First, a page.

In April, MailOnline/DailyMail.com filed a lawsuit against Google for alleged anti-competitive behavior claiming the search giant manipulates ad auctions and news search results in a way that punishes online publishers.
Associated Newspapers Ltd. and Mail Media Inc, the parent company of DailyMail.com and MailOnline, filed the antitrust lawsuit against Google in US District Court in New York.
The lawsuit accuses Google of utilizing its market power dominance to increase profits for themselves by engaging in bid-rigging and search bias that harms publishers and advertising rivals.
The lawsuit filed by Daily Mail alleges Google illegally built its dominant position in the ad tech industry over the last decade and now controls the tools that publishers and advertisers use to buy and sell online ad space in what has become a $125 billion industry.
These tools include the software that publishers use to sell ad inventory and the marketplace, referred to as an exchange, where millions of ad slots are sold in auctions each day.
Google exploits its control of those ad tech tools by forcing publishers to use its own ad server, which it has tied to its own exchange, in a bid to stamp out competition from rival exchanges, the lawsuit alleges.
The search giant’s ad server controls more than 90 percent of the market for publisher ad serving and its exchange controls more than 50 percent of the exchange market, according to the suit.
According to the complaint, Google makes it difficult for publishers to compare prices among different exchanges, reduces the number of exchanges that can submit bids for ad space and even uses bids offered by rival exchanges to set its own bids.
This lack of competition means Google ends up ahead because it controls a growing share of the ad space that remains, the lawsuit alleges.
‘This lawsuit is to hold Google to account for their continued anti-competitive behavior including manipulation of ad auctions and news search results, bid rigging, algorithm bias and exploiting its market power to harm their advertising rivals,’ a Daily Mail spokesman said.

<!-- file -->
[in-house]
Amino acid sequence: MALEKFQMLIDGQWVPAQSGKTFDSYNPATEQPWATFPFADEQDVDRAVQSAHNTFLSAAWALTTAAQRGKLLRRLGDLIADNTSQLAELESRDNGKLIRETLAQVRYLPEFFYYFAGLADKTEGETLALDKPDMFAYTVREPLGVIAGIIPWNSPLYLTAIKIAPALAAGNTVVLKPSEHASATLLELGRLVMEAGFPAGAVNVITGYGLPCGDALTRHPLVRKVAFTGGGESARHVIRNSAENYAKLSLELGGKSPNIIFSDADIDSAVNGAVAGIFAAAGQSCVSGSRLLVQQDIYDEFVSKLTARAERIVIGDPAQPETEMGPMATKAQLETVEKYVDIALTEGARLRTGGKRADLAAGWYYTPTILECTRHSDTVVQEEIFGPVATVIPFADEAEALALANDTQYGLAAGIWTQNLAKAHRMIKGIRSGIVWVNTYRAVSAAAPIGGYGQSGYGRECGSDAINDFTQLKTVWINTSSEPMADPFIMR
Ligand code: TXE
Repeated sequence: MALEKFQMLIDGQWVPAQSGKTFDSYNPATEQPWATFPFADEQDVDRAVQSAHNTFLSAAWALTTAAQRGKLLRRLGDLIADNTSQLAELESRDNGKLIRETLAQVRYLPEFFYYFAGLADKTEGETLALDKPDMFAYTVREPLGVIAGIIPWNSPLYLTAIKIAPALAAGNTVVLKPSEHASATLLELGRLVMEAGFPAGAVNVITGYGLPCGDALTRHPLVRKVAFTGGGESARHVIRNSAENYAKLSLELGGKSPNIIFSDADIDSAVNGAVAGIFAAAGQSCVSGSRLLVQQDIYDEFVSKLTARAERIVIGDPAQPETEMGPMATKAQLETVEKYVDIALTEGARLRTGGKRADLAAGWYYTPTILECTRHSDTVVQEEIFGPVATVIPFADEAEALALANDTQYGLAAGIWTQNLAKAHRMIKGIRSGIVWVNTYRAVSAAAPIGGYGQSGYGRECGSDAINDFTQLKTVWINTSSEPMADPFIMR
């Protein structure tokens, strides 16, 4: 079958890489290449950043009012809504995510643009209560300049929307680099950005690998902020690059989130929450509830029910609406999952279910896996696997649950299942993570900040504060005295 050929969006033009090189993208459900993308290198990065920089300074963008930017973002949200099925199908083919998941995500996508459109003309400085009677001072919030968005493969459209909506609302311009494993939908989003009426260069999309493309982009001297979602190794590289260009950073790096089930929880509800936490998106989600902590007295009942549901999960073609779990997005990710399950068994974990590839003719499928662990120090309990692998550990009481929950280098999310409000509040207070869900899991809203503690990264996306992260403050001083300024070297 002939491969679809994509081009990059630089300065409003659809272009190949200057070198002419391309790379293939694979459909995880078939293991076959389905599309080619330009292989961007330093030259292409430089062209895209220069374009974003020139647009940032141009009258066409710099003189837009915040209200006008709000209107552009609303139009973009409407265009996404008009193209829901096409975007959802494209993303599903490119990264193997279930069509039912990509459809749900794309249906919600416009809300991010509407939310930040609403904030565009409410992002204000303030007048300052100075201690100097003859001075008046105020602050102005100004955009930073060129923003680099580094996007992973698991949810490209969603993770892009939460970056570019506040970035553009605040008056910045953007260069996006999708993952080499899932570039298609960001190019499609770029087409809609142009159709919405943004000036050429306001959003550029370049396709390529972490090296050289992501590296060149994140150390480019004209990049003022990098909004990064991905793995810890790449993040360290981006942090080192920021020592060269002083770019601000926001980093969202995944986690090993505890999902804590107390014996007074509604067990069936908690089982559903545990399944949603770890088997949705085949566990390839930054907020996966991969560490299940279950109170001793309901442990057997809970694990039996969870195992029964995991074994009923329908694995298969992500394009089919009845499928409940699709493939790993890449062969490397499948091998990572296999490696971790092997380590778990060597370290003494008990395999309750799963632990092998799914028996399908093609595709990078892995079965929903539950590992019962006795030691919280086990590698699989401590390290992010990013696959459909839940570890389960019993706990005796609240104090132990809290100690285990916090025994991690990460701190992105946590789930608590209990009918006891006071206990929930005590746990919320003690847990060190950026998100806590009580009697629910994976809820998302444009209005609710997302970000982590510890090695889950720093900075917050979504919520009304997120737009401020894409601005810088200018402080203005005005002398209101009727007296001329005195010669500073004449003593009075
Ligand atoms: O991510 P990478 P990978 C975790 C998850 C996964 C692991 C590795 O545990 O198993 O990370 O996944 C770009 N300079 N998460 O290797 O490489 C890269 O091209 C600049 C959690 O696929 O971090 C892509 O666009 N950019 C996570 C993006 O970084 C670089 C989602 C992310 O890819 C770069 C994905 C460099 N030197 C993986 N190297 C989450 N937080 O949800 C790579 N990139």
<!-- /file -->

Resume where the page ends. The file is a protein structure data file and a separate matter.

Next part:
‘Despite increased criticism by regulators and governments around the world, Google’s ongoing behavior clearly shows they are not prepared to change their conduct.
‘DailyMail.com brings this antitrust action for compensation and for injunctive relief to restore competition in the monopolized markets and safeguard news content for readers. This includes, but isn’t limited to the elimination of forced tying of products, bid rigging and bias in news search results, while also providing transparency when they make changes to their algorithm.
‘DailyMail.com is a world leader in digital news and is taking this necessary action to address Google’s harm to publishers and to protect freedom of speech.’
According to the complaint, Google punishes publishers by allegedly manipulating search rankings if they do not sell enough advertising space through the tech company’s own exchange.
For example, keywords related to Daily Mail’s recent coverage of the UK royals and Piers Morgan, who is DailyMail.com’s editor at large, has not prominently shown up in Google search results.
Data shows that the Daily Mail’s visibility share on Google’s search results pages was just 1.65 percent for search terms ‘Harry and Meghan’ between March 1 to March 11 compared to the BBC’s 16.62 percent.
Daily Mail’s share for the keywords ‘Piers Morgan’ accounted for 1.57 percent of visibility share on Google. Meanwhile, the Independent and the Guardian had 13.7 percent and 11.8 percent visibility in search.
The keyword ‘Prince Phillip’ had 1.34 percent visibility share on Google, compared to the BBC’s 17 percent.
Back in June 2019, Google allegedly punished Daily Mail over a three month period by causing it to disappear from its search results because the news publisher wasn’t selling as much ad inventory through the search giant’s exchange.
Globally, spending in mobile games hit $44.7 billion in the first half of this year, up nearly 18 percent from the same period in 2020, according to Sensor Tower.
‘While consumer spending in mobile games is growing at a slower clip than last year, this doesn’t indicate a downturn for the industry but rather a normalization after the surge in interest during the extraordinary circumstances of the Covid-19 pandemic,’ Sensor Tower said in a post.
Chinese internet titan Tencent had the top grossing mobile game, Honor of Kings, which generated more than $1.5 billion in the first half of this year, according to the market tracker.
The survey shows the growing importance of the so-called ‘app economy’ and comes amid criticism over the tight control of the two large marketplaces by Apple and Google.
The Sensor Tower figures were released as a federal court mulls evidence presented during a trial in which Epic Games is trying to break Apple’s tight grip on its App Store, and potentially disrupt the entire mobile ecosystem.
Epic, maker of the popular Fortnite video game, is seeking to force Apple to open up the App Store to third parties seeking to circumvent Apple’s procedures payment systems and its commission as high as 30 percent in the process.